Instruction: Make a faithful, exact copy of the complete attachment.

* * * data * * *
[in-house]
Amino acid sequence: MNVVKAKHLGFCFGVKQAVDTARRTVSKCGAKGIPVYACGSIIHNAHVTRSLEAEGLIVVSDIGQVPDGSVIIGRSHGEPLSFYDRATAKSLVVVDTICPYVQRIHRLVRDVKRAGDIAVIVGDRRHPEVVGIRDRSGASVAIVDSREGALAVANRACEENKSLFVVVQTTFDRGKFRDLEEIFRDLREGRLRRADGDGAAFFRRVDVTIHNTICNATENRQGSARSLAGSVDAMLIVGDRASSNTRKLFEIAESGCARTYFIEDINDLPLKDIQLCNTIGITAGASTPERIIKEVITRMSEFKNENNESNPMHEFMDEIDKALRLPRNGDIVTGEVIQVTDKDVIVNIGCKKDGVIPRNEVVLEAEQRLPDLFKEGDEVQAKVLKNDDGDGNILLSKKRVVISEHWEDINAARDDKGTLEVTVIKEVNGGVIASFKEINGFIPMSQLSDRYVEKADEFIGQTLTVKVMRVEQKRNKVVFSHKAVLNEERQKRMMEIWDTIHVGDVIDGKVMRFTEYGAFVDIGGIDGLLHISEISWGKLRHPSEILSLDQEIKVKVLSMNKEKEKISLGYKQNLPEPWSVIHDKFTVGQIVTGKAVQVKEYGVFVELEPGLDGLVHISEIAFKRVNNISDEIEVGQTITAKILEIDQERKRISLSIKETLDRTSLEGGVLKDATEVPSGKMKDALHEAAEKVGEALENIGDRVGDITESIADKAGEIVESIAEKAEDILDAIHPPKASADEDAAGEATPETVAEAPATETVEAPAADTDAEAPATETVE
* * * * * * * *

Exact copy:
[in-house]
Amino acid sequence: MNVVKAKHLGFCFGVKQAVDTARRTVSKCGAKGIPVYACGSIIHNAHVTRSLEAEGLIVVSDIGQVPDGSVIIGRSHGEPLSFYDRATAKSLVVVDTICPYVQRIHRLVRDVKRAGDIAVIVGDRRHPEVVGIRDRSGASVAIVDSREGALAVANRACEENKSLFVVVQTTFDRGKFRDLEEIFRDLREGRLRRADGDGAAFFRRVDVTIHNTICNATENRQGSARSLAGSVDAMLIVGDRASSNTRKLFEIAESGCARTYFIEDINDLPLKDIQLCNTIGITAGASTPERIIKEVITRMSEFKNENNESNPMHEFMDEIDKALRLPRNGDIVTGEVIQVTDKDVIVNIGCKKDGVIPRNEVVLEAEQRLPDLFKEGDEVQAKVLKNDDGDGNILLSKKRVVISEHWEDINAARDDKGTLEVTVIKEVNGGVIASFKEINGFIPMSQLSDRYVEKADEFIGQTLTVKVMRVEQKRNKVVFSHKAVLNEERQKRMMEIWDTIHVGDVIDGKVMRFTEYGAFVDIGGIDGLLHISEISWGKLRHPSEILSLDQEIKVKVLSMNKEKEKISLGYKQNLPEPWSVIHDKFTVGQIVTGKAVQVKEYGVFVELEPGLDGLVHISEIAFKRVNNISDEIEVGQTITAKILEIDQERKRISLSIKETLDRTSLEGGVLKDATEVPSGKMKDALHEAAEKVGEALENIGDRVGDITESIADKAGEIVESIAEKAEDILDAIHPPKASADEDAAGEATPETVAEAPATETVEAPAADTDAEAPATETVE